Translation and technology: progress or perfidy?

Article published on June 20, 2005
Article published on June 20, 2005

This article has not been vetted by an editor at Paris HQ

In the 21st century, new technologies aim to revolutionise the art of translation. But while automatic and assisted translations try to remain as true to the original text as possible, the results are ambivalent.

Translation is about the conversion of linguistic codes, conveying the original sense of the author, a transfer of worlds. To translate is almost an art form. In essence, it is “a process according to which, in order to obtain something, something else is renounced” as Umberto Eco states in his book Dire quasi la stessa cosa. Nevertheless, there are contexts in which renunciation and inaccuracy are the rule and a translation is considered ‘good’ not on the usual factors of quality and faithfulness to the original text but according to the speed of conversion. In this way, the costs are reduced and efficiency increases, above all for the businesses and institutions that operate in multilingual environments. For this reason, automatic and assisted translations have established themselves on the scene.

When translating is a software programme

Automatic or “Machine” translation resorts to applications and software, many of which, such as Systran, are available free online. Babelfish offers a list of over 700 pairs of languages which it is possible to convert between. The aim of automatic translation, in which the entire text is translated by a computer, is to understand the essence of the contents. “It’s useful when the first priority is to transfer a message in the shortest amount of time possible, for example, in the case of EU bulletins which must be done in 24 or 48 hours” highlights Professor Bertaccini, lecturer at the University of Bologna.

The translation produced is not very accurate as the technologies utilised are not, for example, capable of distinguishing whether a term is an adverb or a noun. The simpler and more coordinated the phrases are, and if composed from parts of unambiguous speech, the greater the chance is of obtaining a faithful translation. A simple sentence such as “I went to the market and I bought an apple” is perfectly translated into different languages. As such, it is possible to translate instant messages and emails using this system but, unlike assisted translations for which a translator is needed, the end product is often less than coherent.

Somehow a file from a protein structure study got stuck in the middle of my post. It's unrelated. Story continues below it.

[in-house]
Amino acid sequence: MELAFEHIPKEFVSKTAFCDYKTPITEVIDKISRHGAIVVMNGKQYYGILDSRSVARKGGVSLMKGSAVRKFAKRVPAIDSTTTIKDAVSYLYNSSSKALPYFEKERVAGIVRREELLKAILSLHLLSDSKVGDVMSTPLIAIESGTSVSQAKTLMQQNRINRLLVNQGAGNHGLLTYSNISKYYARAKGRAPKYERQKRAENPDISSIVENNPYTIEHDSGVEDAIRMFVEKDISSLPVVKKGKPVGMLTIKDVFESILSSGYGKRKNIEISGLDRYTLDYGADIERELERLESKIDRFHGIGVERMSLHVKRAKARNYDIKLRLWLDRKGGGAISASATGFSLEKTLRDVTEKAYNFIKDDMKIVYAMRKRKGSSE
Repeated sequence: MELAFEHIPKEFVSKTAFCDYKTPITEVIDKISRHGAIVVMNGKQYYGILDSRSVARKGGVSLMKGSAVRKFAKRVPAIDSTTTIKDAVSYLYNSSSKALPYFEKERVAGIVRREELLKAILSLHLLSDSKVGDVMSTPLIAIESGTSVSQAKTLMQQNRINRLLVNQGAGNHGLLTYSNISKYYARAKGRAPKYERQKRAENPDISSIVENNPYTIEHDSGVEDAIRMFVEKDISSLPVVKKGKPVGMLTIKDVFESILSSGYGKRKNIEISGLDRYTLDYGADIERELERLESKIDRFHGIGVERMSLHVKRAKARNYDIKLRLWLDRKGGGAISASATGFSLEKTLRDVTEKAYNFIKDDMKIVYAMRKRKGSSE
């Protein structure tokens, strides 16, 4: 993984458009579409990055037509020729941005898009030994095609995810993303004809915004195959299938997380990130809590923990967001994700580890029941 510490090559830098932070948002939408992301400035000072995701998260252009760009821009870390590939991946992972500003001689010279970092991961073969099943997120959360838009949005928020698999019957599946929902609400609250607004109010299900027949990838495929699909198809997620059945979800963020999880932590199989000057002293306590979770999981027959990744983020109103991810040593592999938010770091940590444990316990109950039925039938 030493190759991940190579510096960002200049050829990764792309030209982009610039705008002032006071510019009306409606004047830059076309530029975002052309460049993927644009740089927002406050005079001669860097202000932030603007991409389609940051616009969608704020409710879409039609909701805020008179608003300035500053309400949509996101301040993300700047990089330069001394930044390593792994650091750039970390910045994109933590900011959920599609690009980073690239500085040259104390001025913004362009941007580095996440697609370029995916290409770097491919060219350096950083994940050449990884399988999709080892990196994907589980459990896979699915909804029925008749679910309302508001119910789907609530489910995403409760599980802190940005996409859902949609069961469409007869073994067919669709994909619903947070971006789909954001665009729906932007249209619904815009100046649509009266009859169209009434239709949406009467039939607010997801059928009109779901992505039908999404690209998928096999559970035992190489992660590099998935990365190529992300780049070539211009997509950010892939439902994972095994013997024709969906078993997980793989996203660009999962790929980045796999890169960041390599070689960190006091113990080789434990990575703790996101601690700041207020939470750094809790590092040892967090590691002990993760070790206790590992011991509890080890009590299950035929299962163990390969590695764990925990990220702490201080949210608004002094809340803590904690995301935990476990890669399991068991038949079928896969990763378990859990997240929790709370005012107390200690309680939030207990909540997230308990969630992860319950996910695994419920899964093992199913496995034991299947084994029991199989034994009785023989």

Computers give a helping hand

Assisted translation, called CAT (Computer Aided Translation), is more sophisticated. Rather than an entire text being translated automatically, a professional translator does the majority of the work themselves, relying on the computer just to provide help with certain tricky phrases. Translation Memory, a databank in which the associations between a segment of a phrase in one language and its corresponding phrase in another language are stored, is used to this effect. Thanks to algorithms, which determine the similarity between phrases and the query option, which enables research in the different fields of the database, possible translations of a phrase are produced. It is then the job of the translator to choose which one to use or, if they think that they know a more accurate way of saying it, to modify it. The result is a ‘pre-translated’ phrase, or a new entry to the databank that enriches the memory of the original.

But are new technologies the future?

However, Bertaccini warns that “assisted translation may offer good quality and a continuity of translation that a translator, who must translate from scratch, cannot guarantee, but there are obvious limitations. The richness, accuracy and connotations provided by Translation Memory are not on a level comparable with the original text. Besides it requires a continuous interaction between human and machine, and it is difficult to have a translation between a couple of languages that are less well known.”

Confusion, not only over how these new technologies work but over how reliable they are, mean the recipients of computer-assisted or automatic translations will end up modifying or interpreting the text themselves. Thus, the ‘transfer of worlds’ changes from an individual activity into a collective process. Technical and scientific translations are usually not too bad when done using these systems, perhaps because they are given to more repetitions but mostly because of their unambiguous sense and significance. But it is currently impossible for literature to be translated using these technologies. However, research is continuing: CAT aims to refine its programmes to better identify analogies. Even the search engine Google is introducing new pairs of languages for automatic translation. But it will still be some time before figures of speech are no longer translated by man.